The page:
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dc.contributor.authorPrime, SJ
dc.contributor.authorCarter, HE
dc.contributor.authorMcPhail, SM
dc.contributor.authorPetsky, HL
dc.contributor.authorChang, AB
dc.contributor.authorGraves, N
dc.contributor.authorMarchant, JM
dc.date.accessioned2021-05-25T02:08:46Z
dc.date.available2021-05-25T02:08:46Z
dc.date.issued2021
dc.identifier.issn8755-6863
dc.identifier.doi10.1002/ppul.25438
dc.identifier.urihttp://hdl.handle.net/10072/404647
dc.description.abstractIntroduction: Children with chronic wet cough regularly use the health system, experience considerable variability in care, have reduced quality of life (QoL), and, left untreated, poorer health outcomes. Despite this, little is known about the associated economic burden. This study aimed to quantify the cost of chronic wet cough among Australian children from the perspectives of families and the health system. Methods: A cost of illness study was conducted at the Queensland Children's Hospital, Brisbane, using data on 91 children newly referred to a respiratory specialist between July 2015 and January 2017 with a history of chronic wet cough (>4 weeks) of unknown etiology. Administrative and parent-reported data were used to estimate costs (reported in 2019 Australian Dollars [AUD]) for up to 12 months before and following initial pulmonology consultation. QoL was assessed for the same periods. Results: Mean cost per child-month during the average 9.8 months of observation preceding pulmonology consultation was AUD689 (95% confidence interval [CI] 534–844) increasing to AUD1339 (95% CI 1051–1628) during the average 11.9 months following pulmonology consultation. This translated to a total of AUD1.9 million across the study period, with families bearing 26.4% of costs. Aspiration and bronchiectasis were associated with higher total costs. For all etiologies, cough-specific QoL improved following pulmonology consultation, while direct medical costs declined. Conclusion: Childhood chronic wet cough is associated with substantial societal costs. The observed cost decrease after specialist diagnosis suggests that early referral to a respiratory specialist may have economic benefits, in addition to the known health benefits.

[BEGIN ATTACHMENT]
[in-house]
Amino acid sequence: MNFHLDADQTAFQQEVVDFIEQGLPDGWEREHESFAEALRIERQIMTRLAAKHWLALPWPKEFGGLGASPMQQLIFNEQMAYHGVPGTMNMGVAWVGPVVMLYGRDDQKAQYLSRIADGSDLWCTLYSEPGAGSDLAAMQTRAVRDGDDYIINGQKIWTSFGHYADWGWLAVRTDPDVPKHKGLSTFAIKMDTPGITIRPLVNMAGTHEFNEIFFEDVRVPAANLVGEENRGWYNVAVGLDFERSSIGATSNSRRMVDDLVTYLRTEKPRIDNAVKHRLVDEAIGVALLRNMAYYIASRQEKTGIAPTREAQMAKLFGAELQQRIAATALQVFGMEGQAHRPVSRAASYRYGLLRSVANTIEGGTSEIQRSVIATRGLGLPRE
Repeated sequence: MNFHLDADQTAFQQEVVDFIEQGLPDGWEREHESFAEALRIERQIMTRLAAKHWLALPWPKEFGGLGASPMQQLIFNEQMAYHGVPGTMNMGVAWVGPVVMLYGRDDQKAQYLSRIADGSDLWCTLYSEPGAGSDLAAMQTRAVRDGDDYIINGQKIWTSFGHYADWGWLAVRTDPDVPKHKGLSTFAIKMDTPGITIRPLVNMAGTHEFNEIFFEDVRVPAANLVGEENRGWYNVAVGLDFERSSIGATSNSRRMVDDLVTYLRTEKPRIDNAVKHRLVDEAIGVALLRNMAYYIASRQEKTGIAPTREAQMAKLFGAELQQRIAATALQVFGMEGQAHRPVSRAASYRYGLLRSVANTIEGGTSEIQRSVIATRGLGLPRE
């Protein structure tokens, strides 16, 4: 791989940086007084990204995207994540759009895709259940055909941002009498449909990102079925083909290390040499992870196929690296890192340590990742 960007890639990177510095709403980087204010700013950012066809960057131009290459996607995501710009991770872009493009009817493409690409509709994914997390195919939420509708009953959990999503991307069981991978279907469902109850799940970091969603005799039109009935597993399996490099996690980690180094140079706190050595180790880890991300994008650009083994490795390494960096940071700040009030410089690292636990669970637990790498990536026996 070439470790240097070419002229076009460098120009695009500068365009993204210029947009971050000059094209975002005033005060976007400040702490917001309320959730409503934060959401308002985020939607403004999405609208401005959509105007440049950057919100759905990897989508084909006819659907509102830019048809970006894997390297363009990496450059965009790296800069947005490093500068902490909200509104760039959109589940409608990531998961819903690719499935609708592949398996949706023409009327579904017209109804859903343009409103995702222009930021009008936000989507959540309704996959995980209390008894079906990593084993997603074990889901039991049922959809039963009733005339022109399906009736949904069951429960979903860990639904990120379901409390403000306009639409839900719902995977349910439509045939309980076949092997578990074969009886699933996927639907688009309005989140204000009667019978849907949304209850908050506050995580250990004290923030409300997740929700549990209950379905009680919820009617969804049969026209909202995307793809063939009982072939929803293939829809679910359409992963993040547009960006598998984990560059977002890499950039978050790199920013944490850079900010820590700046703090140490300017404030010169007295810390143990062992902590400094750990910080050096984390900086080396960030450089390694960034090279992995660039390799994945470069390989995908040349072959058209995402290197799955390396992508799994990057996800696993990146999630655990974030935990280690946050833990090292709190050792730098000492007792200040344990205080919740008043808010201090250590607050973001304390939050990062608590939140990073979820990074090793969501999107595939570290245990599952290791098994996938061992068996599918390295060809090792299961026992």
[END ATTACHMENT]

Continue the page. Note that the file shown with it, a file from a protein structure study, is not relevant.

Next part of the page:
dc.description.peerreviewedYes
dc.languageeng
dc.publisherWiley
dc.relation.ispartofjournalPediatric Pulmonology
dc.subject.fieldofresearchPaediatrics
dc.subject.fieldofresearchReproductive medicine
dc.subject.fieldofresearchcode3213
dc.subject.fieldofresearchcode3215
dc.subject.keywordschildren
dc.subject.keywordscost
dc.subject.keywordscough
dc.subject.keywordspulmonologist
dc.subject.keywordsquality-of-life
dc.titleChronic wet cough in Australian children: Societal costs and quality of life
dc.typeJournal article
dc.type.descriptionC1 - Articles
dcterms.bibliographicCitationPrime, SJ; Carter, HE; McPhail, SM; Petsky, HL; Chang, AB; Graves, N; Marchant, JM, Chronic wet cough in Australian children: Societal costs and quality of life, Pediatric Pulmonology, 2021
dcterms.dateAccepted2021-04-12
dc.date.updated2021-05-24T00:18:20Z
gro.description.notepublicThis publication has been entered in Griffith Research Online as an advanced online version.
gro.hasfulltextNo Full Text
gro.griffith.authorPetsky, Helen


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